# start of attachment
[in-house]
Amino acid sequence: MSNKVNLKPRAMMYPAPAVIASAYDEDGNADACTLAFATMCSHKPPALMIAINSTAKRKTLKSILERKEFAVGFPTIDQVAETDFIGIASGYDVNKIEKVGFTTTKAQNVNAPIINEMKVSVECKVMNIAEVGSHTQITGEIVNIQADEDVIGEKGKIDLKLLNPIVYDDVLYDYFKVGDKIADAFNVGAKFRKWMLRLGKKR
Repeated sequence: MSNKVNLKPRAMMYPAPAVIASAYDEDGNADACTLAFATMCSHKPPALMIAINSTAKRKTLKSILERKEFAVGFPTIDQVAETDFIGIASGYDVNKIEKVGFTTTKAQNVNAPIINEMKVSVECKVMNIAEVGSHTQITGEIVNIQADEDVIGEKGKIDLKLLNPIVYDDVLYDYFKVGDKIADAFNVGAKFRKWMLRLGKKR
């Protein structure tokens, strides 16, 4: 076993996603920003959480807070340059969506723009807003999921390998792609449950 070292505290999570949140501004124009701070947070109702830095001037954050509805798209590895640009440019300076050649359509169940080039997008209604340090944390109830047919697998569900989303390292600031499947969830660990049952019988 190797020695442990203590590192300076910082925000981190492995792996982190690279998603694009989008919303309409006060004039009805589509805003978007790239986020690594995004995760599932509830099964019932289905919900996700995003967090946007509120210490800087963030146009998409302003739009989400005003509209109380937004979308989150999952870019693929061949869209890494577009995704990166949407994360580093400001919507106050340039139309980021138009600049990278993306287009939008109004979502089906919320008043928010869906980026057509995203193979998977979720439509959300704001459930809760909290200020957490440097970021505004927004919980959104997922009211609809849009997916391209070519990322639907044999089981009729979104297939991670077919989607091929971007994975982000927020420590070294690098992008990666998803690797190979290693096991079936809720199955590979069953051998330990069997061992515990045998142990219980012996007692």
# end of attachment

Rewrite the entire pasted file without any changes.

[in-house]
Amino acid sequence: MSNKVNLKPRAMMYPAPAVIASAYDEDGNADACTLAFATMCSHKPPALMIAINSTAKRKTLKSILERKEFAVGFPTIDQVAETDFIGIASGYDVNKIEKVGFTTTKAQNVNAPIINEMKVSVECKVMNIAEVGSHTQITGEIVNIQADEDVIGEKGKIDLKLLNPIVYDDVLYDYFKVGDKIADAFNVGAKFRKWMLRLGKKR
Repeated sequence: MSNKVNLKPRAMMYPAPAVIASAYDEDGNADACTLAFATMCSHKPPALMIAINSTAKRKTLKSILERKEFAVGFPTIDQVAETDFIGIASGYDVNKIEKVGFTTTKAQNVNAPIINEMKVSVECKVMNIAEVGSHTQITGEIVNIQADEDVIGEKGKIDLKLLNPIVYDDVLYDYFKVGDKIADAFNVGAKFRKWMLRLGKKR
């Protein structure tokens, strides 16, 4: 076993996603920003959480807070340059969506723009807003999921390998792609449950 070292505290999570949140501004124009701070947070109702830095001037954050509805798209590895640009440019300076050649359509169940080039997008209604340090944390109830047919697998569900989303390292600031499947969830660990049952019988 190797020695442990203590590192300076910082925000981190492995792996982190690279998603694009989008919303309409006060004039009805589509805003978007790239986020690594995004995760599932509830099964019932289905919900996700995003967090946007509120210490800087963030146009998409302003739009989400005003509209109380937004979308989150999952870019693929061949869209890494577009995704990166949407994360580093400001919507106050340039139309980021138009600049990278993306287009939008109004979502089906919320008043928010869906980026057509995203193979998977979720439509959300704001459930809760909290200020957490440097970021505004927004919980959104997922009211609809849009997916391209070519990322639907044999089981009729979104297939991670077919989607091929971007994975982000927020420590070294690098992008990666998803690797190979290693096991079936809720199955590979069953051998330990069997061992515990045998142990219980012996007692």